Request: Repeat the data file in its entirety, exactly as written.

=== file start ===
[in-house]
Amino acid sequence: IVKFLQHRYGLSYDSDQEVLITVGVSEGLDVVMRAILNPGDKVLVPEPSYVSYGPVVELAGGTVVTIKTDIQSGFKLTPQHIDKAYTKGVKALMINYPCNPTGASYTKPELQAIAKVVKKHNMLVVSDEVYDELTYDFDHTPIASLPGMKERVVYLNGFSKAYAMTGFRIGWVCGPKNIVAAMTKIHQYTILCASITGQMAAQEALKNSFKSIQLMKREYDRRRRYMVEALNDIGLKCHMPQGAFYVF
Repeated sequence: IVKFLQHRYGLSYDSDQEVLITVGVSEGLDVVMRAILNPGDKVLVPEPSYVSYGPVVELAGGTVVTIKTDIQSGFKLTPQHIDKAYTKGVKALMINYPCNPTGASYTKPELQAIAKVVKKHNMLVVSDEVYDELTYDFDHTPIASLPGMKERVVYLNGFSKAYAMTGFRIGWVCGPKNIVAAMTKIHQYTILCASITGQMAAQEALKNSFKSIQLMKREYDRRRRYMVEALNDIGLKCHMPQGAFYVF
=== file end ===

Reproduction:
[in-house]
Amino acid sequence: IVKFLQHRYGLSYDSDQEVLITVGVSEGLDVVMRAILNPGDKVLVPEPSYVSYGPVVELAGGTVVTIKTDIQSGFKLTPQHIDKAYTKGVKALMINYPCNPTGASYTKPELQAIAKVVKKHNMLVVSDEVYDELTYDFDHTPIASLPGMKERVVYLNGFSKAYAMTGFRIGWVCGPKNIVAAMTKIHQYTILCASITGQMAAQEALKNSFKSIQLMKREYDRRRRYMVEALNDIGLKCHMPQGAFYVF
Repeated sequence: IVKFLQHRYGLSYDSDQEVLITVGVSEGLDVVMRAILNPGDKVLVPEPSYVSYGPVVELAGGTVVTIKTDIQSGFKLTPQHIDKAYTKGVKALMINYPCNPTGASYTKPELQAIAKVVKKHNMLVVSDEVYDELTYDFDHTPIASLPGMKERVVYLNGFSKAYAMTGFRIGWVCGPKNIVAAMTKIHQYTILCASITGQMAAQEALKNSFKSIQLMKREYDRRRRYMVEALNDIGLKCHMPQGAFYVF